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* GettingCrapPastTheRadar: The subplot about Bill having an affair with one of his staffers was more prominent in Jeremy Larner's original screenplay. Redford objected, thinking it made Bill look bad, so it's just subtly hinted at, with a couple ChekhovsGunman appearances by her earlier in the film and the hallway scene.

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%% * GettingCrapPastTheRadar: The subplot about Bill having an affair with one of his staffers was more prominent in Jeremy Larner's original screenplay. Redford objected, thinking it made Bill look bad, so it's just subtly hinted at, with a couple ChekhovsGunman appearances by her earlier GettingCrapPastThe Radar: Due to overwhelming and persistent misuse, GCPTR is on-page examples only until 01 June 2021. If you are reading this in the film and future, please check the hallway scene.trope page to make sure your example fits the current definition.


* GettingCrapPastTheRadar: The subplot about Bill having an affair with one of his staffers was more prominent in Jeremy Larner's original screenplay. Redford objected, thinking it made Bill look bad, so it's just subtly hinted at, with a couple ChekhovsGunman appearances by her earlier in the film and the hallway scene mentioned below in YourCheatingHeart.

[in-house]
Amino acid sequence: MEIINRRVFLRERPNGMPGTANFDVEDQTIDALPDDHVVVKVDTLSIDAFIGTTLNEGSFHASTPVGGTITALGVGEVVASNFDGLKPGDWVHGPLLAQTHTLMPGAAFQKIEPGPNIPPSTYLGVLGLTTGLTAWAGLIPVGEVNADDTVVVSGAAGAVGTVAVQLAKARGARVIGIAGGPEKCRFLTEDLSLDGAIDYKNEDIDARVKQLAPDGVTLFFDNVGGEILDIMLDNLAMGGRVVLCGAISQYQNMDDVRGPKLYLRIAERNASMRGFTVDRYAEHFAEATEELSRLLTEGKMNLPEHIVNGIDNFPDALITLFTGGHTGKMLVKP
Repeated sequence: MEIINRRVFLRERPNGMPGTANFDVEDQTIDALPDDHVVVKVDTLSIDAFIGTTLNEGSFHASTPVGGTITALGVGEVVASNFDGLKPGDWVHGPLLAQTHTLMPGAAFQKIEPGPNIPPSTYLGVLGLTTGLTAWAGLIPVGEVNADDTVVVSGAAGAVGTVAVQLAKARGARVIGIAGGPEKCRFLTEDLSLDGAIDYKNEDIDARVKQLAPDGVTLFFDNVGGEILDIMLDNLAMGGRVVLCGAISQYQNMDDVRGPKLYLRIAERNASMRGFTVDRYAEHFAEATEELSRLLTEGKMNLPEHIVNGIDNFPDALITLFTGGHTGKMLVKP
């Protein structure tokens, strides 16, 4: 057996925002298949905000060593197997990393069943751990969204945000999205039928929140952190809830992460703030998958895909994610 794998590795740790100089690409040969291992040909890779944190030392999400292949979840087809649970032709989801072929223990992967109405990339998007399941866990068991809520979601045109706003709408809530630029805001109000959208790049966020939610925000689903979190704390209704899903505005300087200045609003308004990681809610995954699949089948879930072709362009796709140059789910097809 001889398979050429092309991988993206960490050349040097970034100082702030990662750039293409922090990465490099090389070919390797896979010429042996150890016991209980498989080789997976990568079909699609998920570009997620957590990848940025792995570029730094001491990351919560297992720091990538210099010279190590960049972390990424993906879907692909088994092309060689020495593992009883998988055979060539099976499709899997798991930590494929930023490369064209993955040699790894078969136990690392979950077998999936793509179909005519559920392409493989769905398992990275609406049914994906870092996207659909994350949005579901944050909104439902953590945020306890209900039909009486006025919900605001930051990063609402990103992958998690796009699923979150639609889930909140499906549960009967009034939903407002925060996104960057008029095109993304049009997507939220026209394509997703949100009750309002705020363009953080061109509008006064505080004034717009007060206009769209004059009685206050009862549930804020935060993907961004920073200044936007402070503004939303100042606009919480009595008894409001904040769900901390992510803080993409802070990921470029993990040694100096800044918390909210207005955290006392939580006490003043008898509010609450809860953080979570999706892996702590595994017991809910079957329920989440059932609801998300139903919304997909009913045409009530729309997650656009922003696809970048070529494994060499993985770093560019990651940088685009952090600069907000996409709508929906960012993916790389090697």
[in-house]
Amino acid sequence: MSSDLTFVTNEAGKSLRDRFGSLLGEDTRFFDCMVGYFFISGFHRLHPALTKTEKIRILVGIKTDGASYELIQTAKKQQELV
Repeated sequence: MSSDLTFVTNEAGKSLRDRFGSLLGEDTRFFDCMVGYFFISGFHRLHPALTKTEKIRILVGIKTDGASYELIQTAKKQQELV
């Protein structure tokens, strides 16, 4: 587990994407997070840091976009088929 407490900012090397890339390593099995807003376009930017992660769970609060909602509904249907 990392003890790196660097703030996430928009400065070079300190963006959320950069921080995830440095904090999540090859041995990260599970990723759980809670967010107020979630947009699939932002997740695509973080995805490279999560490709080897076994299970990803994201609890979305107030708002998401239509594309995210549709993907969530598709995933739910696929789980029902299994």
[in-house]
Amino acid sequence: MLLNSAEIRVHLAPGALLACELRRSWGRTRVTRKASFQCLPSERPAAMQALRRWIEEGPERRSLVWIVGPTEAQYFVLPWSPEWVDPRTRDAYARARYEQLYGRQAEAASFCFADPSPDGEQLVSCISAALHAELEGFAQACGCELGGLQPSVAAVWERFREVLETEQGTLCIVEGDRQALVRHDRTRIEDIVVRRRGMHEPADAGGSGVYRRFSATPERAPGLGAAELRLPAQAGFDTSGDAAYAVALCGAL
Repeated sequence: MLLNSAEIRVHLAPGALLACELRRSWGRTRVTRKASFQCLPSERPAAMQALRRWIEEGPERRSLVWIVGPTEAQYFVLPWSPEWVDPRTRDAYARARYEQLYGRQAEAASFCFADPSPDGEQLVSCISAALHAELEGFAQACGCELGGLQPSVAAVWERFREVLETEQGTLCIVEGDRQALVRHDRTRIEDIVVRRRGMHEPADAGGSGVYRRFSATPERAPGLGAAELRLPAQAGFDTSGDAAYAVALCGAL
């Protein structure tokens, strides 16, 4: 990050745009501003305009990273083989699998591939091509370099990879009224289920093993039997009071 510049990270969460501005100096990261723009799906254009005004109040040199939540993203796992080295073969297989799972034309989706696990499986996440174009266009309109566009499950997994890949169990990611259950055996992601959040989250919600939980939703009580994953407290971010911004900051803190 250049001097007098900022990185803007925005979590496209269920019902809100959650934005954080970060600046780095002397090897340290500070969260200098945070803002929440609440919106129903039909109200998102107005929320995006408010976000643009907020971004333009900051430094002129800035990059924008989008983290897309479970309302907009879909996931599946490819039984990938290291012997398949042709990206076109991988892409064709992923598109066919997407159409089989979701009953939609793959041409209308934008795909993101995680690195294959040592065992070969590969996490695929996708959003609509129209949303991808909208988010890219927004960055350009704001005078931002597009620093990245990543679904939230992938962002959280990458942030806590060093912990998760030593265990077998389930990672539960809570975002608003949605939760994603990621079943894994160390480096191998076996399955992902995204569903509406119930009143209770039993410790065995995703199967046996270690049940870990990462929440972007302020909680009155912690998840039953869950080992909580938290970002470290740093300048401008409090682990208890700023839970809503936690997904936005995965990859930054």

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* GettingCrapPastTheRadar: The subplot about Bill having an affair with one of his staffers was more prominent in Jeremy Larner's original screenplay. Redford objected, thinking it made Bill look bad, so it's just subtly hinted at, with a couple ChekhovsGunman appearances by her earlier in the film and the hallway scene mentioned below in YourCheatingHeart.scene.



* YourApprovalFillsMeWithShame: As a stunned Bill sits among his euphoric campaign staff on Election Night, his dad sits down next to him. John [=McKay=] flashes a wolfish grin and says "You're a poltician now." Bill's look of horror speaks volumes.
* YourCheatingHeart: One shot, of a pretty young campaign worker leaving a hotel room, followed by Bill as he buttons up his suit, implies that Bill is cheating on his wife. This is never followed up on.